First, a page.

Quercetin, a flavonoid abundant in black tea, has shown promise in protecting blood vessels against oxidative damage and lowering cardiovascular disease (CVD) risk, said researchers who based their studies on mice. Natalie Ward, research fellow from the University of Western Australia (UWA) School of Medicine, and pharmacology professorial fellow Kevin Croft said although their preliminary study is based on cells and isolated mouse vessels, "our findings have suggested that quercetin is able to protect vessels against oxidant-induced damage." The supervisors say there is evidence to suggest that other dietary flavonoids may reduce blood pressure as well as bring down the development of atherosclerosis (plaque build-up in arteries), the journal Biochemical Pharmacology reports.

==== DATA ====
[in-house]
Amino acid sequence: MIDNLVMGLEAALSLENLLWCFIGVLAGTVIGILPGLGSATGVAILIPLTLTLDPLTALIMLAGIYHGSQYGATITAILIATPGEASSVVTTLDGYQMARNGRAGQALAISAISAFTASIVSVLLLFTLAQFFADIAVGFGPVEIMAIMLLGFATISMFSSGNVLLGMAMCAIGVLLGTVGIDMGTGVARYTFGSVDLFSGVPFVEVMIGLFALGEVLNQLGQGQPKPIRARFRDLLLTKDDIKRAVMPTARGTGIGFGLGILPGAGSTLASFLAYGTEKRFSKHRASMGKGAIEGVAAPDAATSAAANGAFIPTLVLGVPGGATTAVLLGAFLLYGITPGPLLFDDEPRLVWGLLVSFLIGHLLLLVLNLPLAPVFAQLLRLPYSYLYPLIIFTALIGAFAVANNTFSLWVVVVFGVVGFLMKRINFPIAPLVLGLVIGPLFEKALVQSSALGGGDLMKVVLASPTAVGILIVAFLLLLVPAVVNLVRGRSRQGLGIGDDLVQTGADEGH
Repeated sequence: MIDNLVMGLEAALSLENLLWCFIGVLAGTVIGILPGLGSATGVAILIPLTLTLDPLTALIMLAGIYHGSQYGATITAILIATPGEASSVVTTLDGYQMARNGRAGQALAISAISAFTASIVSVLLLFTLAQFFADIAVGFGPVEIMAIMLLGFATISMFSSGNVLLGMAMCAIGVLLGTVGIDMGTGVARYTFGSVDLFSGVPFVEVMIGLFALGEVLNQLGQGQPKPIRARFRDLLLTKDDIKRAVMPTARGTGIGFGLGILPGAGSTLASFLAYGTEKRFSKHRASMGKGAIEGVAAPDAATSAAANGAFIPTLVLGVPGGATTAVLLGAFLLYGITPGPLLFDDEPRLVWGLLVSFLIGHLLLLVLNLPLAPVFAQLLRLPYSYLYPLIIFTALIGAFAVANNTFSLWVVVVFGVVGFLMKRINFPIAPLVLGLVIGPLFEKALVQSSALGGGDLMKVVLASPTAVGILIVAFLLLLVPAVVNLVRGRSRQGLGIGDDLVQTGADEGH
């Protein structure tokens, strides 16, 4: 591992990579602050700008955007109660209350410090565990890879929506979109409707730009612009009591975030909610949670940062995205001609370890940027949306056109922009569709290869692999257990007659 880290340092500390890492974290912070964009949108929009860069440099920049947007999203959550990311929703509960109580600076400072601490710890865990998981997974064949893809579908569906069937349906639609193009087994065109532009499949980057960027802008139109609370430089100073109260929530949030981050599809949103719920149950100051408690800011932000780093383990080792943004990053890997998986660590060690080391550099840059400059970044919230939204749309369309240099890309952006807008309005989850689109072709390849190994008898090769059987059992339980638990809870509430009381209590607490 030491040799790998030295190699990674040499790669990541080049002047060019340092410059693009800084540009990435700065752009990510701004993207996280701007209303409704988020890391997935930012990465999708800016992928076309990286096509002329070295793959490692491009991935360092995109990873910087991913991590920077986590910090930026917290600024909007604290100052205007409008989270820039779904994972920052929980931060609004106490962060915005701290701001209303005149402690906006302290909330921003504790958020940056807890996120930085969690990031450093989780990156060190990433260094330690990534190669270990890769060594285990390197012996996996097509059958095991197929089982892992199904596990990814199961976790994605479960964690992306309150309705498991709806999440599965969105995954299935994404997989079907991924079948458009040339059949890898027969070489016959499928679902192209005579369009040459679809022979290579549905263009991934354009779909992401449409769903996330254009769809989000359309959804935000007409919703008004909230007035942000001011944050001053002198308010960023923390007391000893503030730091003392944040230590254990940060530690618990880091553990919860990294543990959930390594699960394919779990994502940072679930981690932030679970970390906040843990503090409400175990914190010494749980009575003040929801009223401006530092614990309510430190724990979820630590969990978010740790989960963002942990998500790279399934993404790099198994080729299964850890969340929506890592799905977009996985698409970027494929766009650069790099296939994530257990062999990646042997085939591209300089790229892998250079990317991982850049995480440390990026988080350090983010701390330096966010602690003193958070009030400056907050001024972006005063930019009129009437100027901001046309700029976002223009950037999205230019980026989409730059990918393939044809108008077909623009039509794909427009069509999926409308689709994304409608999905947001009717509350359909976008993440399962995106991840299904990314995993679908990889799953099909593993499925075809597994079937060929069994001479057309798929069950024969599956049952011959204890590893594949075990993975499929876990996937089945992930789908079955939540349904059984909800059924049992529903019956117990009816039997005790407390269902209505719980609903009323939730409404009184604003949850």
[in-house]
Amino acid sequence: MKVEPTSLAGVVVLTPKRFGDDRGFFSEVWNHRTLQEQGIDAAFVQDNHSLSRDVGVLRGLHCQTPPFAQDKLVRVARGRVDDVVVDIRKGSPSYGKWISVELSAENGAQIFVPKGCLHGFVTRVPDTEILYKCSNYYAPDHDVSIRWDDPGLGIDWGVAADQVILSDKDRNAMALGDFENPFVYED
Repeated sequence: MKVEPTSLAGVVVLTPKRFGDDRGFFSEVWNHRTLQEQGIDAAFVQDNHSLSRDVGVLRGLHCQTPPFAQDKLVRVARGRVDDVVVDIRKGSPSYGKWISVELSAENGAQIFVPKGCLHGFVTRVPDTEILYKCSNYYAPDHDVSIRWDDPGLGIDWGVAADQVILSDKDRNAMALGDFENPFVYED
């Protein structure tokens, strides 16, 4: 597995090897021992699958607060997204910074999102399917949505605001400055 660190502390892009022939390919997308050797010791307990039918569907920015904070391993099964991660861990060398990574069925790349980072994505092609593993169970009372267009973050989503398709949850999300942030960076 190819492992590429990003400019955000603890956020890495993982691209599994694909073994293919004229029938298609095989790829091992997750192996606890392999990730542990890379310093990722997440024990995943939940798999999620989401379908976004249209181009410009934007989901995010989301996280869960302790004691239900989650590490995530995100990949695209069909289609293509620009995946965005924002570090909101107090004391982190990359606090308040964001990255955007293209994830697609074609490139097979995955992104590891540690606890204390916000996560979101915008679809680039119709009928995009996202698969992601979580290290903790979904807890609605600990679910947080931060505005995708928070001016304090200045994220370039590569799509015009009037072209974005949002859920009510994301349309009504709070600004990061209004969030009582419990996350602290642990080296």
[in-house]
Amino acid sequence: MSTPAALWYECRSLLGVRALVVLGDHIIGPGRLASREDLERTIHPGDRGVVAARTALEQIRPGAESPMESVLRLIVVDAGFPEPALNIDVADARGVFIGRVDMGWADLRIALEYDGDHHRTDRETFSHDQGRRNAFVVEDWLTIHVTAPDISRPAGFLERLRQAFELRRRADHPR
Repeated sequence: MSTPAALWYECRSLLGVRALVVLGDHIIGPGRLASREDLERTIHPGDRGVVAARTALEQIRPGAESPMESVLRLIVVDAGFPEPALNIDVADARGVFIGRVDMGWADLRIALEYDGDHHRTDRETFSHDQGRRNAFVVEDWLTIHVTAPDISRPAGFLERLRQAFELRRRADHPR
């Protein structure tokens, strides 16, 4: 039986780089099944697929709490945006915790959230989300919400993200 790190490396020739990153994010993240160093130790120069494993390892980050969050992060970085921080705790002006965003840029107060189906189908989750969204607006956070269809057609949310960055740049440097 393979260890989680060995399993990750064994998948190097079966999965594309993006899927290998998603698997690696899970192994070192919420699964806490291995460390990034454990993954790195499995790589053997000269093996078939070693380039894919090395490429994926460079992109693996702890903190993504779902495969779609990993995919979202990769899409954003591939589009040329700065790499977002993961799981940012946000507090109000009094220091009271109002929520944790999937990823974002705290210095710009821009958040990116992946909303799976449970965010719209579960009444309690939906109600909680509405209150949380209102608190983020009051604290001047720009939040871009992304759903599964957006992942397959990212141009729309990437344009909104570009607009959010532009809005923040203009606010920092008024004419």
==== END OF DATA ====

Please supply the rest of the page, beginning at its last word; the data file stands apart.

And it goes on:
Flavonoids are common plant pigment compounds that act as antioxidants, enhance the effects of vitamin C, and protect connective tissue around capillaries (blood vessels).
"Future studies looking at the effect of flavonoids on CVD should consider using combinations of flavonoids, as well as dietary sources of flavonoids, rather than supplementation with pure flavonoids," said Ward and Croft, according to an UWA statement.